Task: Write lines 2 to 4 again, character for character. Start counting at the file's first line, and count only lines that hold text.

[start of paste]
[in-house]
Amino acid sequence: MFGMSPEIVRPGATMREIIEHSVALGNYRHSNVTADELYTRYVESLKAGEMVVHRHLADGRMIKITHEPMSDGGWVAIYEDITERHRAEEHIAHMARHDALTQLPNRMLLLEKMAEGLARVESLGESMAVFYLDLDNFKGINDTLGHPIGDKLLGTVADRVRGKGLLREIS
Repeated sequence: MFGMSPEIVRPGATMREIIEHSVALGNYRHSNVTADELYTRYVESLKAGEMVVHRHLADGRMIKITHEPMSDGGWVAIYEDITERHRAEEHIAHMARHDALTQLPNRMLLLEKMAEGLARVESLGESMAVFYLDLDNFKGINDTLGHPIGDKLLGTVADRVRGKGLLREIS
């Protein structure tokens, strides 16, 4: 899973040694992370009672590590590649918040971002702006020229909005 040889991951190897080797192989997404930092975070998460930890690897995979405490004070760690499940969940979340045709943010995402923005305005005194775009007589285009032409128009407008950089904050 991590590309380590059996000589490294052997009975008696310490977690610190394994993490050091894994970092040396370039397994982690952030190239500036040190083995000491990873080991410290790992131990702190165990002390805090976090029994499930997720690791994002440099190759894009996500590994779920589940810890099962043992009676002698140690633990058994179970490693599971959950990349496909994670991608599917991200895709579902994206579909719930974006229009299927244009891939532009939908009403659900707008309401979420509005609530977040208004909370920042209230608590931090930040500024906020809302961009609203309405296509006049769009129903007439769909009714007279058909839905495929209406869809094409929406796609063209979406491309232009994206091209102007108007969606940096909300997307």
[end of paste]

Amino acid sequence: MFGMSPEIVRPGATMREIIEHSVALGNYRHSNVTADELYTRYVESLKAGEMVVHRHLADGRMIKITHEPMSDGGWVAIYEDITERHRAEEHIAHMARHDALTQLPNRMLLLEKMAEGLARVESLGESMAVFYLDLDNFKGINDTLGHPIGDKLLGTVADRVRGKGLLREIS
Repeated sequence: MFGMSPEIVRPGATMREIIEHSVALGNYRHSNVTADELYTRYVESLKAGEMVVHRHLADGRMIKITHEPMSDGGWVAIYEDITERHRAEEHIAHMARHDALTQLPNRMLLLEKMAEGLARVESLGESMAVFYLDLDNFKGINDTLGHPIGDKLLGTVADRVRGKGLLREIS
């Protein structure tokens, strides 16, 4: 899973040694992370009672590590590649918040971002702006020229909005 040889991951190897080797192989997404930092975070998460930890690897995979405490004070760690499940969940979340045709943010995402923005305005005194775009007589285009032409128009407008950089904050 991590590309380590059996000589490294052997009975008696310490977690610190394994993490050091894994970092040396370039397994982690952030190239500036040190083995000491990873080991410290790992131990702190165990002390805090976090029994499930997720690791994002440099190759894009996500590994779920589940810890099962043992009676002698140690633990058994179970490693599971959950990349496909994670991608599917991200895709579902994206579909719930974006229009299927244009891939532009939908009403659900707008309401979420509005609530977040208004909370920042209230608590931090930040500024906020809302961009609203309405296509006049769009129903007439769909009714007279058909839905495929209406869809094409929406796609063209979406491309232009994206091209102007108007969606940096909300997307």